Emperor's new clothes?
Stephen Joseph asks whether EMDR is a pseudoscientific repackaging of existing psychotherapeutic factors dressed up in the emperor’s new clothes of eye movements.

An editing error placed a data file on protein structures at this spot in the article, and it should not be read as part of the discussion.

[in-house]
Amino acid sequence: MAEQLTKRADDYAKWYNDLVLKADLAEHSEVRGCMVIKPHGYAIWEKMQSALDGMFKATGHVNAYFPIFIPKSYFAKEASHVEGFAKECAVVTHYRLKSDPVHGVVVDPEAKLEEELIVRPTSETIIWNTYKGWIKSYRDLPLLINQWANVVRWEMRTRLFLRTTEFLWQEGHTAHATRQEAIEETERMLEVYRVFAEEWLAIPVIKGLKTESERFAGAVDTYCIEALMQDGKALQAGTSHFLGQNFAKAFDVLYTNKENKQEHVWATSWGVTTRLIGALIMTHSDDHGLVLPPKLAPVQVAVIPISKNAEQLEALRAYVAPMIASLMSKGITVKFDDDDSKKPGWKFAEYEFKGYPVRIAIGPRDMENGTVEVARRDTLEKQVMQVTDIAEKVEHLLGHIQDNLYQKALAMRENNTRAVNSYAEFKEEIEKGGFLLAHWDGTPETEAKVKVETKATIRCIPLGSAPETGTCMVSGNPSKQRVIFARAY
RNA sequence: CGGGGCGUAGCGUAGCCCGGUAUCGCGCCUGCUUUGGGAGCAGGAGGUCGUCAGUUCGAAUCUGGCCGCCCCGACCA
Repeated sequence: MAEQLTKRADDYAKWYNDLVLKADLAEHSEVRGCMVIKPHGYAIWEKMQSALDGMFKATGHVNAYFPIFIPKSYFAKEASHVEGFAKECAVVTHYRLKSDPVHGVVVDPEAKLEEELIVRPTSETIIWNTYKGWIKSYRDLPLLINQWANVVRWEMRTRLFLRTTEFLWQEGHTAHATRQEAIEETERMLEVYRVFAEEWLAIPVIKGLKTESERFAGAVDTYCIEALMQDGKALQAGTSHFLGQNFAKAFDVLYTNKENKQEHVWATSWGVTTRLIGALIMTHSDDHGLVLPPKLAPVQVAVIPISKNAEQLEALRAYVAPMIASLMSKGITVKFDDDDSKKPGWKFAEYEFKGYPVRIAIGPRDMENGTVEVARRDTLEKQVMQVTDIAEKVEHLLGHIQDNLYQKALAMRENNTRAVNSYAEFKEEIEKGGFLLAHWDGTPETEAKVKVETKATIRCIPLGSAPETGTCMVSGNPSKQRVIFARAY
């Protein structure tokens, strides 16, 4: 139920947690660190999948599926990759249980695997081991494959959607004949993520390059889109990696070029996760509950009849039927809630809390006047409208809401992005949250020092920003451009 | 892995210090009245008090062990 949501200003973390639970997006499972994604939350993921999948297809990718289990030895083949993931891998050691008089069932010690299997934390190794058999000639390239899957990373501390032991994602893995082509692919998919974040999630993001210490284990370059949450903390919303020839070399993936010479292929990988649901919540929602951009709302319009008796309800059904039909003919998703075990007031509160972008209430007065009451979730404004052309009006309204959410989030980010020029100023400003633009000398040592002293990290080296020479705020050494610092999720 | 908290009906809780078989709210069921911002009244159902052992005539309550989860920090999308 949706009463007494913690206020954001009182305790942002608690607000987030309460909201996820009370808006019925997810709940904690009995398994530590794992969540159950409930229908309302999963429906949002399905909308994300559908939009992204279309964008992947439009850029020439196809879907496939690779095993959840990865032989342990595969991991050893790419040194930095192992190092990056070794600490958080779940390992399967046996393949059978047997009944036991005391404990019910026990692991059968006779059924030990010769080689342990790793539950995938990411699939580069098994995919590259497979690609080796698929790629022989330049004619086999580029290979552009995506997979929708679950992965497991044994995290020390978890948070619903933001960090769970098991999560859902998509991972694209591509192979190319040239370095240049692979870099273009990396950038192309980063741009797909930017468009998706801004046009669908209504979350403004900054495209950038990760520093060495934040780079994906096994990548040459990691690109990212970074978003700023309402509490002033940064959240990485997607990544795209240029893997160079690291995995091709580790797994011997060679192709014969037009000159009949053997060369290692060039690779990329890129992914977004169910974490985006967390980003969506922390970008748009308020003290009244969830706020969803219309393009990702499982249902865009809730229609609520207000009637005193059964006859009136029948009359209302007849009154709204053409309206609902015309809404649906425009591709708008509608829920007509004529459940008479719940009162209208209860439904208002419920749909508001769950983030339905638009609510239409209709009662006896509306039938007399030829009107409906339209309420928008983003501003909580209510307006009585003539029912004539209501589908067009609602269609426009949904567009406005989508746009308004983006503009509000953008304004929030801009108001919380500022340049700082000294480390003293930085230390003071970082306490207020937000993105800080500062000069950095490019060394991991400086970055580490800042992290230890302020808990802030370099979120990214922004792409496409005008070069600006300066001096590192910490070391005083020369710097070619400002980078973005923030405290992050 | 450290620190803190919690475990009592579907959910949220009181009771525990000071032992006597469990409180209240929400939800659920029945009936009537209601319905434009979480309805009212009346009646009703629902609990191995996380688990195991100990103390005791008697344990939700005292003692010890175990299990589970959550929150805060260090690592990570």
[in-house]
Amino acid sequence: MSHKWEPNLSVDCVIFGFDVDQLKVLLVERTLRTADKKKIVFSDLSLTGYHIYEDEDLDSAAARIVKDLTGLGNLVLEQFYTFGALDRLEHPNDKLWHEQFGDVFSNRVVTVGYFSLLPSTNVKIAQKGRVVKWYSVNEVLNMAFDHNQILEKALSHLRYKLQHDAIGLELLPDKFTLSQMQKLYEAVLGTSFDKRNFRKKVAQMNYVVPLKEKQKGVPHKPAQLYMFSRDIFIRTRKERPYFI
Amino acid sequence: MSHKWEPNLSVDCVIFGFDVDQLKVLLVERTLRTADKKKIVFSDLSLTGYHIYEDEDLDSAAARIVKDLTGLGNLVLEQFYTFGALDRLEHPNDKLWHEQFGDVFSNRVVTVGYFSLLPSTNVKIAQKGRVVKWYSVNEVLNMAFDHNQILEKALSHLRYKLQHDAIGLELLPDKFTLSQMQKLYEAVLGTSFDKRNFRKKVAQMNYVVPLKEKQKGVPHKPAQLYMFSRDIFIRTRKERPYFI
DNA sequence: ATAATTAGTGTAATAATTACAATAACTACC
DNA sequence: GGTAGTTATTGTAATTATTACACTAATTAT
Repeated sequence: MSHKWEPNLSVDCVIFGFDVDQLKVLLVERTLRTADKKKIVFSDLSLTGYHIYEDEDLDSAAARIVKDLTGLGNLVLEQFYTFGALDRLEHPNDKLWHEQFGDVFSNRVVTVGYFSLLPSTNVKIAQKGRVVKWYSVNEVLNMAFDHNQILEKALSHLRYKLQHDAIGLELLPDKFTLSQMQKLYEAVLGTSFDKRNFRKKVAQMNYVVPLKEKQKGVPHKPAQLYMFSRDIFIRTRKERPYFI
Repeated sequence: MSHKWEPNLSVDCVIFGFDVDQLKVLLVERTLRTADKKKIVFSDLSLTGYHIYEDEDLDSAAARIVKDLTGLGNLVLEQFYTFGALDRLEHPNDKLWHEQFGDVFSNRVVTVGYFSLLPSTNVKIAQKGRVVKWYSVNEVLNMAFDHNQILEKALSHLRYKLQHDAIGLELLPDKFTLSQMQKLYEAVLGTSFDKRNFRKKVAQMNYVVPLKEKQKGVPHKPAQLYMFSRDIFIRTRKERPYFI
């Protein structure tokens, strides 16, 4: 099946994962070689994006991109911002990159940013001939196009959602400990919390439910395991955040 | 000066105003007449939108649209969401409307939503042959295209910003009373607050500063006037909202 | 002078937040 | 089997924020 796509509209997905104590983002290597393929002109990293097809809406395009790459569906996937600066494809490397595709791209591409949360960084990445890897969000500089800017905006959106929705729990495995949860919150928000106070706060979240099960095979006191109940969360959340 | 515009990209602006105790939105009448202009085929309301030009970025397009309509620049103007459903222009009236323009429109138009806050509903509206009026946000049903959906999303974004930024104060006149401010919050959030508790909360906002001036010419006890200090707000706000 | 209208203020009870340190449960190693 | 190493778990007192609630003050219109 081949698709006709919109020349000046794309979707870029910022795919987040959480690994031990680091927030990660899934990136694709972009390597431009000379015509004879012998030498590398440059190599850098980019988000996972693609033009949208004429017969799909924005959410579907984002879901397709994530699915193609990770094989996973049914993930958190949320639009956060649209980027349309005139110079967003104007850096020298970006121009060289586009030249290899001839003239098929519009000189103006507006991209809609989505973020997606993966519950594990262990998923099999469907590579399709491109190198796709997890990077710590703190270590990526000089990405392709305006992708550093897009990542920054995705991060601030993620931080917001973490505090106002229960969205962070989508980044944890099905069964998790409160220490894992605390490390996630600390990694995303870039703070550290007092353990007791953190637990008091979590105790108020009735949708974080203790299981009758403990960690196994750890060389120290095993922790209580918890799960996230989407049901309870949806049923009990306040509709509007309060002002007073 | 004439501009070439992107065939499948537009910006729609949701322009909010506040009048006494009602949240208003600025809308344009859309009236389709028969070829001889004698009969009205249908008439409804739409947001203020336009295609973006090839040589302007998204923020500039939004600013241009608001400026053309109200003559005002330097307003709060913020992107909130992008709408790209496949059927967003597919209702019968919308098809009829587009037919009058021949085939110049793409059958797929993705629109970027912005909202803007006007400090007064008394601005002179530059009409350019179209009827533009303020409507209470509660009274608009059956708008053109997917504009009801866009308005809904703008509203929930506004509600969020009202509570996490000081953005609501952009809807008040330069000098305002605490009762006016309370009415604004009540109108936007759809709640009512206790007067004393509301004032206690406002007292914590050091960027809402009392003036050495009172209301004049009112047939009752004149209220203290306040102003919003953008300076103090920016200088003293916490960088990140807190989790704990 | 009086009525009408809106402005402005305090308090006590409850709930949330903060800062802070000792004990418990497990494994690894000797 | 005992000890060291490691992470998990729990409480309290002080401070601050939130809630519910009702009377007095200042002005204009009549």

In the March issue of The Psychologist, Shapiro and Maxfield say that EMDR is an effective treatment for post-traumatic stress disorder. They point toward reviews by the International Society for Traumatic Stress Studies (Chemtob et al., 2000) and the American Psychological Association (Chambless et al., 1998). What is less evident from Shapiro and Maxfield’s article is that the conclusions of these reviews were based on evidence that EMDR is probably more effective than no treatment at all. As McNally (1999a) notes, a similar conclusion might have been reached in the 18th century for the efficacy of Mesmer’s animal magnetism therapy! It too was probably more effective than no therapy at all. However, scientists at the time concluded that any effect of Mesmer’s therapy was probably due to the power of suggestion, thereby discrediting mesmerism. In contrast to this, the American Psychological Association committee set up to look at the empirical validation of treatments ‘recently startled many psychologists by proclaiming EMDR as “probably efficacious for civilian PTSD”’ (McNally, 1999a, p.235).
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